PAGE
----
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Older people can play active role in workforce

Messenger Online

Published: 19:43, 13 June 2024

Older people can play active role in workforce

Photo: Collected 

Experts and officials from ministries of health, social welfare and empowerment from countries in WHO South-East Asia Region discussed measures to improve health and care services for the older persons and a Regional Strategy on Healthy Ageing during a three-day meeting that concluded in New Delhi, India on Thursday (13 June).

“Today, 12.6 % of our region is aged 60 or above. By the year 2030, this will jump to nearly 14%, and by 2050 it will reach a staggering 23.6%. Managing this demographic shift presents challenges, yet also represents an opportunity. Older individuals, when equipped with good health and well-being, can play active roles in the workforce, contribute to the economy through various means, and pass on invaluable wisdom and experience to younger generations,” Saima Wazed, Regional Director WHO South-East Asia, said.

Countries have been making efforts as part of the United Nations Decade of Healthy Ageing (2021–2030), which is aligned with the Sustainable Development Goals and aims to foster longer and healthier lives.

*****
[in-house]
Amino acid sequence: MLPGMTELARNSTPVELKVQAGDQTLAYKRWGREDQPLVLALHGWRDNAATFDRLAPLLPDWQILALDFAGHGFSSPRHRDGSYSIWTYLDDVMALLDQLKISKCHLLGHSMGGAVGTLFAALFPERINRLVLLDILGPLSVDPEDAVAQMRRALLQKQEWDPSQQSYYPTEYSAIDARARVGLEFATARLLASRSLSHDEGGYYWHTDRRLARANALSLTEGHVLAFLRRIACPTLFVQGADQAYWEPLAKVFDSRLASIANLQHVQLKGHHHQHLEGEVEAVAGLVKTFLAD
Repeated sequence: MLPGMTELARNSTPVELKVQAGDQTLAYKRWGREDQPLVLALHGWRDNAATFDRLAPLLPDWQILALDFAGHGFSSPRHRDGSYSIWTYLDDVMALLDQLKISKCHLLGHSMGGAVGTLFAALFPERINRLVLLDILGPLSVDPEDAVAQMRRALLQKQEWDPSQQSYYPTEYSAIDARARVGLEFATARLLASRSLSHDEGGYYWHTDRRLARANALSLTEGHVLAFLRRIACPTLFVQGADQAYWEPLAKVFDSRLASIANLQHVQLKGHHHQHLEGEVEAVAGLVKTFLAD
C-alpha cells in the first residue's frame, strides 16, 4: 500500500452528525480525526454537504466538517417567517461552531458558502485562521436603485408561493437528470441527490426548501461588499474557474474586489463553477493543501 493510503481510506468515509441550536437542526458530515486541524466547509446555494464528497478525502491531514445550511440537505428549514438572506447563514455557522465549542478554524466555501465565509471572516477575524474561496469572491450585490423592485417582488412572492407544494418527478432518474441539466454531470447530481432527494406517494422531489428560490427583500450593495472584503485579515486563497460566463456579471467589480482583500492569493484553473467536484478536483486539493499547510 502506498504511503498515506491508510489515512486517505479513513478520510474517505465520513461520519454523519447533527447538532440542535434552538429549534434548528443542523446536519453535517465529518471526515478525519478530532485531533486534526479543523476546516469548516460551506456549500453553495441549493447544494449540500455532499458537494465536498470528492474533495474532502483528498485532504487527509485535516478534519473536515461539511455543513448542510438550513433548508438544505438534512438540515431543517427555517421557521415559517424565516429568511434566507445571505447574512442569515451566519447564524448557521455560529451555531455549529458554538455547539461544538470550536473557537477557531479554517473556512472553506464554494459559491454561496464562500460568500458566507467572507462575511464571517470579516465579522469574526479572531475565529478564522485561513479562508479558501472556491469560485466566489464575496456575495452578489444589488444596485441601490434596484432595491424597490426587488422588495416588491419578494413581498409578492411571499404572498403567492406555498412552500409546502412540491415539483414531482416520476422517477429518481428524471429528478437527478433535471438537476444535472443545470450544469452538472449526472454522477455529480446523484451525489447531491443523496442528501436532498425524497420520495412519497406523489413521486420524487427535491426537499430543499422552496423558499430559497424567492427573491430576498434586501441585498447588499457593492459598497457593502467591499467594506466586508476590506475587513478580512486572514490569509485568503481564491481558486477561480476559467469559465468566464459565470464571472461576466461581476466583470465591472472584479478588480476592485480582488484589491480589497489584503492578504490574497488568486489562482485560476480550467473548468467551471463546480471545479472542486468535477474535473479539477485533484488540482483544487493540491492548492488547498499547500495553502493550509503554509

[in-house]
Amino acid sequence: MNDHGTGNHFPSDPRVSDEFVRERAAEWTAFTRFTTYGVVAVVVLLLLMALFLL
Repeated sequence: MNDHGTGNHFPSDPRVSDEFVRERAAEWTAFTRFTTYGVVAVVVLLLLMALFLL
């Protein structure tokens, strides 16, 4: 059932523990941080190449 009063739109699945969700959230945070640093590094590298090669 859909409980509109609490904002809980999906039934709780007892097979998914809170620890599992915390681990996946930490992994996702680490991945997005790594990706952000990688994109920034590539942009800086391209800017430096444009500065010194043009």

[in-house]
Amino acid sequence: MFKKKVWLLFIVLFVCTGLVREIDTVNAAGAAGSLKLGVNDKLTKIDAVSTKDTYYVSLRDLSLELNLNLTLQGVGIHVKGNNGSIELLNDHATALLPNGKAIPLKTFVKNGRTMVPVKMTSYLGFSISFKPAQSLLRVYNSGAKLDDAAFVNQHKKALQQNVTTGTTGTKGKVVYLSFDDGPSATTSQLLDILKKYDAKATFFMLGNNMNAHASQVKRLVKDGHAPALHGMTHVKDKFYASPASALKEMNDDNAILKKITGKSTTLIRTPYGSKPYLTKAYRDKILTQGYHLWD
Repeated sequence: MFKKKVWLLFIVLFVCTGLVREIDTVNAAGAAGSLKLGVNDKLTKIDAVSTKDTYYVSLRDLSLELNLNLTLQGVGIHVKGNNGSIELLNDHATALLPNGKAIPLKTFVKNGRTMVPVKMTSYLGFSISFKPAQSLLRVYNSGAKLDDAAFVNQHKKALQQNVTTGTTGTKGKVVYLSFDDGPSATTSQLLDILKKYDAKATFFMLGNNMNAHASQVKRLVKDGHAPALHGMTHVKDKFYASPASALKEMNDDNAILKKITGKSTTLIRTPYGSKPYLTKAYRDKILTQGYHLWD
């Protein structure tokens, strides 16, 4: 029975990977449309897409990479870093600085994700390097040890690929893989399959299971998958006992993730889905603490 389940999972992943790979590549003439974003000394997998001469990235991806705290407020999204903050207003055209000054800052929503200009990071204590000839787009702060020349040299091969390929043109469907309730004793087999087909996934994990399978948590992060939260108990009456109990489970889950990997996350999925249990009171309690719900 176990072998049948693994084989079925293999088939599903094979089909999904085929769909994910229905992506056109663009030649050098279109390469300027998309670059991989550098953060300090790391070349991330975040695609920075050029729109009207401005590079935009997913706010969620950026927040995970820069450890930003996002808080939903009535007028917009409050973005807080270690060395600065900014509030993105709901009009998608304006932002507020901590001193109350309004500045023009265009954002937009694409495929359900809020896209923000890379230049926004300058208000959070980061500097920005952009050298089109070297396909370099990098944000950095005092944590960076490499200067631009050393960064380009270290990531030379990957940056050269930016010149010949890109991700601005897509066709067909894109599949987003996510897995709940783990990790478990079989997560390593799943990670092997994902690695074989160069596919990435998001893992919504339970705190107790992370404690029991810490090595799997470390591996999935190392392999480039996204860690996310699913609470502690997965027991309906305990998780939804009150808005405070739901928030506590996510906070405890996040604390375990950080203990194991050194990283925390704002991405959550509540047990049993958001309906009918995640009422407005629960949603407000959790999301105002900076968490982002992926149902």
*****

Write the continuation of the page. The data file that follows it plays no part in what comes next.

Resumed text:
The decade focuses on combatting ageism, creating age-friendly environments, providing integrated care (ICOPE), and ensuring access to long-term care, she said.

The Regional Director said significant efforts and progress has been reported since 2020, particularly in legislation and strategies to combat age-based discrimination.

However, resource constraints remain a challenge, underscoring the need for increased commitment and investment.

“Let us learn from each other and explore collaborative strategies to accelerate the implementation of the UN Decade of Healthy Ageing 2021-2030 in our Region,” Wazed said.

The meeting discussed system strengthening to deliver person-centered and responsive primary health services to older persons and strengthening and sustaining capacity of health system to deliver integrated health and care services to them.

The experts and officials at the meeting worked on an evidence-based regional strategy for healthy ageing—a blueprint that WHO and Member countries in the Region will collaborate on in the years to come, in consonance with the WHO South-East Asia Regional Roadmap for Results and Resilience (2024-2029) that was endorsed by member countries last month.

Earlier, WHO and Member countries developed the Regional Framework for healthy ageing (2018–2022), and training packages for health-care providers on Integrated Care for Older People.

By 2050, the Region is expected to be home to 480 million older people. These numbers are indicative of significant strides we've made.

Over the past three decades, we've witnessed an increase in life expectancy by eight years, alongside empowering women and reducing fertility rates, the Regional Director said.